You might be surprised to learn that the two entertainment luminaries don't entirely hate the 3D trend that Hollywood is currently hot for.
Filming in 3D has been around for a long time, but Avatar made it work for relatively mainstream films instead of just horror and shlock. Some people hate the format, but Joss Whedon and J. J. Abrams, arguably two of the most influential creative forces in the industry today with such credits as Firefly, Buffy, LOST, and Star Trek under their belts, think that 3D has a lot of potential, even if it doesn't work with every film.
"Honestly, I'm totally into [3D]. I love it," Whedon said during his panel with Abrams at San Diego Comic Con. "I really think that the technology is really good. It puts you into the space. It doesn't give me a big headache. I think that it's being done so much now that we're past the poke-things-at-the-screen era of 3D and it just adds a little something. There definitely are movies that shouldn't be in 3D, say like Cabin in the Woods..." Whedon is referring to the horror film that he produced, directed by Drew Goddard, that has been slated to be transferred to 3D.
"That came about because [MGM] looked at the schedule and said, 'Oh my god, every horror movie is going to be 3D forever,'" Whedon said. "But Drew shot something very specifically, in a classical mode. He made it almost a little old-fashioned. So what we're hoping to do is be the only horror movie that's not in 3D so we can advertise, '2D! See things move across the screen! Cabin in the Woods is painterly!' It's going to revolutionize the industry."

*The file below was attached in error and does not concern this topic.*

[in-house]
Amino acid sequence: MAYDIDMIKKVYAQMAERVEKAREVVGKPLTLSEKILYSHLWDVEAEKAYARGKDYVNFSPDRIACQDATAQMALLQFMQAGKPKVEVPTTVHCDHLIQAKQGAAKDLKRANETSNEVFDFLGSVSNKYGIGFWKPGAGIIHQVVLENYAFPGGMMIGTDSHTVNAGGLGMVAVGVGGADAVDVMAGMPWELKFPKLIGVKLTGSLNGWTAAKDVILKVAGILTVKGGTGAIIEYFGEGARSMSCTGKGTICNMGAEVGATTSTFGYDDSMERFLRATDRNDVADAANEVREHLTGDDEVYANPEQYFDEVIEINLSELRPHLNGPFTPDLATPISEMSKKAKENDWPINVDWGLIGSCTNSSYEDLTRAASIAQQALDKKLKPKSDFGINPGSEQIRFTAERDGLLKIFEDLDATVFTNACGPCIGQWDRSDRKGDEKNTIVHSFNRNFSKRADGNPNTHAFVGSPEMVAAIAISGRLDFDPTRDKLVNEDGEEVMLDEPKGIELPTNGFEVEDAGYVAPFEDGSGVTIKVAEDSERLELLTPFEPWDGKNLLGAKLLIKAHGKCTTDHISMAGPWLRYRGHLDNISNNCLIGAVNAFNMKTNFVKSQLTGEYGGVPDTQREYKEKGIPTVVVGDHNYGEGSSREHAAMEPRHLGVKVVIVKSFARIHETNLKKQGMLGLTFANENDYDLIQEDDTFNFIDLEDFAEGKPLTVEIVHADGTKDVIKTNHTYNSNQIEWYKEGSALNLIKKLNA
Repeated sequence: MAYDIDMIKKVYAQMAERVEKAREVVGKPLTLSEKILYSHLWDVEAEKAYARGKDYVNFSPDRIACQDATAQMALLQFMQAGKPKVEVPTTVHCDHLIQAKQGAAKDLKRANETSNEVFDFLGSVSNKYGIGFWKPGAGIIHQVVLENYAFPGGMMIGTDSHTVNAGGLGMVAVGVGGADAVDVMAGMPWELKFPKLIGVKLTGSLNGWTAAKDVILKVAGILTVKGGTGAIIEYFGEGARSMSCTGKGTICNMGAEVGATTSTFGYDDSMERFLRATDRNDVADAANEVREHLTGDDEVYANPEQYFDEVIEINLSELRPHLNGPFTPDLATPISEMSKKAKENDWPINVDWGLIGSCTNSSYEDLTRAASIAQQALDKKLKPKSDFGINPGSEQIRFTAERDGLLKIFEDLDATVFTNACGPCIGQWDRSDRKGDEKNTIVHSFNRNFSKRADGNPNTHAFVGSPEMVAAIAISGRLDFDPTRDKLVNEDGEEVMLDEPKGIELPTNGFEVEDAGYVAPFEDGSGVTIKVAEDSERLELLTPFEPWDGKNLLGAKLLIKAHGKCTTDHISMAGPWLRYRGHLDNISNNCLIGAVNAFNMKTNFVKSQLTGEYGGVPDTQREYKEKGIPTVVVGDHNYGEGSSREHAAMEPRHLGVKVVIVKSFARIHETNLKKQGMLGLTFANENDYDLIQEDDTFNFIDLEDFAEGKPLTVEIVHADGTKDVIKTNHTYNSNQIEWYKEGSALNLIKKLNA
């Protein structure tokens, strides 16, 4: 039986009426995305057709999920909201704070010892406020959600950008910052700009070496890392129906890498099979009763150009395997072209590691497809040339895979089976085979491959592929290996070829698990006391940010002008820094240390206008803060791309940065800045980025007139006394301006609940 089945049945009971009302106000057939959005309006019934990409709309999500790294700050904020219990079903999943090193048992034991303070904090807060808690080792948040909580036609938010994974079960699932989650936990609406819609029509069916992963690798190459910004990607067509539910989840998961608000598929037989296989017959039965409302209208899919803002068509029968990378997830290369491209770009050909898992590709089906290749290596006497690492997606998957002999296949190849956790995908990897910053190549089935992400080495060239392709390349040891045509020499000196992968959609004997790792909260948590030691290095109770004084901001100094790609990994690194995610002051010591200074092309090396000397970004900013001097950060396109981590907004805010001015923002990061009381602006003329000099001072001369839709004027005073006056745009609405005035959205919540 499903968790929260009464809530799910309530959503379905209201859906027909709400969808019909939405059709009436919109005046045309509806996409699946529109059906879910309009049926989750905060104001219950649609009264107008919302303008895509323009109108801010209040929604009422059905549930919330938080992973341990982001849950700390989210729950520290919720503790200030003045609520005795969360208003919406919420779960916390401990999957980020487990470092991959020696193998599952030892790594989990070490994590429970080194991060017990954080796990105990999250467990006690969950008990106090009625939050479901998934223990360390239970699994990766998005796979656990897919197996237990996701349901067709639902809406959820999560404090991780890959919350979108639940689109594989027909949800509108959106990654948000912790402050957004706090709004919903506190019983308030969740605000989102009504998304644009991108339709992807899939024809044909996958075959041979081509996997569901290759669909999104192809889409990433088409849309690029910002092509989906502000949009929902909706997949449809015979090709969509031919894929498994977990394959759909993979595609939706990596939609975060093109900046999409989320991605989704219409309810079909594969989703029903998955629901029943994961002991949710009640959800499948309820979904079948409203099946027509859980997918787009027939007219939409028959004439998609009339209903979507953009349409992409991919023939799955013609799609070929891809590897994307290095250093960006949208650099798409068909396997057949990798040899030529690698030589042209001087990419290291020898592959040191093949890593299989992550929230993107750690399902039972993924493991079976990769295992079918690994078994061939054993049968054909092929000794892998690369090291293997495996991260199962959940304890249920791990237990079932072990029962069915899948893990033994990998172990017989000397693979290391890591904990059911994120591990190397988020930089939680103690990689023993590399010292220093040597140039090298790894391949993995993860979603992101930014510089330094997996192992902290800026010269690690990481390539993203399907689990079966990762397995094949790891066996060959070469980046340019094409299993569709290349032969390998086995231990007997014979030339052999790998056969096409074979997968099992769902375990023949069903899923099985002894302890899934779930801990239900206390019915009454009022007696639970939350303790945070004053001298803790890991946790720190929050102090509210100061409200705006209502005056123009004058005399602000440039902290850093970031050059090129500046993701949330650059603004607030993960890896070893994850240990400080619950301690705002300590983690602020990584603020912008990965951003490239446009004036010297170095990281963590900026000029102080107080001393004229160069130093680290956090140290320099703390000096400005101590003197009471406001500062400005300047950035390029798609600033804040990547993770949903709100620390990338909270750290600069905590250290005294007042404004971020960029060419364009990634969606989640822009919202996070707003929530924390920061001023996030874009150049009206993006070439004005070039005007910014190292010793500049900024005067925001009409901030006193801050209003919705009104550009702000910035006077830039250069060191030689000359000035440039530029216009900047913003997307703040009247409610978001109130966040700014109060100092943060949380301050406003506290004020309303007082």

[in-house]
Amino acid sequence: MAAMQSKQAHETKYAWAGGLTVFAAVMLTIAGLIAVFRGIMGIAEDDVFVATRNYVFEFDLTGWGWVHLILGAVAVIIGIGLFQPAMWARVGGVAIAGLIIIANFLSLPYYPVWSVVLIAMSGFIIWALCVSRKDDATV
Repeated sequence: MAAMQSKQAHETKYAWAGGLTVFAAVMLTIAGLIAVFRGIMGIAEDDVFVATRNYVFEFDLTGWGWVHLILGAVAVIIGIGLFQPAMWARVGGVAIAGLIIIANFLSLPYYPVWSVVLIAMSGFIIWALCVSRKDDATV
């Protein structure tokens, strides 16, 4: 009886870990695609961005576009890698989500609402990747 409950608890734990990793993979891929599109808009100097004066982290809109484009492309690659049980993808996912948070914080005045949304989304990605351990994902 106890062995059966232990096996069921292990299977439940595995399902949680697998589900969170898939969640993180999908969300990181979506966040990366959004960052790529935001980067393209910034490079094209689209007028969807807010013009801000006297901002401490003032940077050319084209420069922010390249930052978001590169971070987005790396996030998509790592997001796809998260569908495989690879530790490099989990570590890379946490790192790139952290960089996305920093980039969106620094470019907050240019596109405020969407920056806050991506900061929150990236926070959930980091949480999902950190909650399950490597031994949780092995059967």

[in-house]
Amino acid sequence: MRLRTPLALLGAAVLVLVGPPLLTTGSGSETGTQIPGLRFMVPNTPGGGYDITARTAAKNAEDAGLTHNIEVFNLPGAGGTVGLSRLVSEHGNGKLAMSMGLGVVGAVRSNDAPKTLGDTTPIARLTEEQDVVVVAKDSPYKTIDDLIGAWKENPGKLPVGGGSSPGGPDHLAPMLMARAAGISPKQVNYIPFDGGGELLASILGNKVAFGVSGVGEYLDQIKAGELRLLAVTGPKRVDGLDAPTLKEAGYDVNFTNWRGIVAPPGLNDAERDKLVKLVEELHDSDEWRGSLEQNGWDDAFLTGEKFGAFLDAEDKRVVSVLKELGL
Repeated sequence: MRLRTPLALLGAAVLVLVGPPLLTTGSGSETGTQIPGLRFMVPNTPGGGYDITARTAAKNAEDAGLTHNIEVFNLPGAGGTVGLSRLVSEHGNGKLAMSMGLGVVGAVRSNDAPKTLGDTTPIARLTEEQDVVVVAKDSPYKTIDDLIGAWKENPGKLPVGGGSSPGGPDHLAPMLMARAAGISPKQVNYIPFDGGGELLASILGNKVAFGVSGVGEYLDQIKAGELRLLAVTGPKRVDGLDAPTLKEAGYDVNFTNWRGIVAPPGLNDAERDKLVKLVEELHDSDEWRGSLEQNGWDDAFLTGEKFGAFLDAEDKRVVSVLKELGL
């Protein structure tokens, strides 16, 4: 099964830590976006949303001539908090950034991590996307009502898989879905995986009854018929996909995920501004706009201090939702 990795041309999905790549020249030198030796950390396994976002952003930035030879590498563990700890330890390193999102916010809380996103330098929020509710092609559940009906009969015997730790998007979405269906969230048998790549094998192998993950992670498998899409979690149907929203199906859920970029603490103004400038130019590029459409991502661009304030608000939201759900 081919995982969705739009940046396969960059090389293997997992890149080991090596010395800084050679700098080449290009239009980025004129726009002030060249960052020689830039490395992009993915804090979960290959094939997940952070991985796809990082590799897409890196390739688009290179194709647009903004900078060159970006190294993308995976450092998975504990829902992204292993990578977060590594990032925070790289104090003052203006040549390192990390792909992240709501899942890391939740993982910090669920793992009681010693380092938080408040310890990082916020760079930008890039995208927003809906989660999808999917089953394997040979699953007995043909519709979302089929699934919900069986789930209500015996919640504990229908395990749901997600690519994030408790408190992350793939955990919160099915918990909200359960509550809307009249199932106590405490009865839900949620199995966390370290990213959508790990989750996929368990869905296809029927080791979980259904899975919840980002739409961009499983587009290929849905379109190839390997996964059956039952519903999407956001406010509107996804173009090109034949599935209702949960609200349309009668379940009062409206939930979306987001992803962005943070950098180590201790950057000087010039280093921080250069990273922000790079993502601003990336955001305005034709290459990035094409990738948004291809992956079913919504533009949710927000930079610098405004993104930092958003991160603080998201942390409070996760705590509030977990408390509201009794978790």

"The thing with 3D is that everything gets dim," Abrams said, taking the more cautious approach. "It all feels a little grey and muted. I want to see the vibrant [colors], I want to see the movie. I get into it I adjust to it, but for me it always feels like those first five minutes feels less than the IMAX experience, which is my favorite kind of immersive experience. The 3D thing, I'm not totally on board with yet."
Is 3D just a fad or is it here to stay? "I have no idea," Abrams said. "My guess is that it will continue, the equipment will be there, the technology will improve. Not everything will be made in 3D but a lot will. I have no idea."
Abrams was clear about one thing. When asked whether his project with Steven Spielberg, Super 8, will be coming out in 3D he simply said, "No."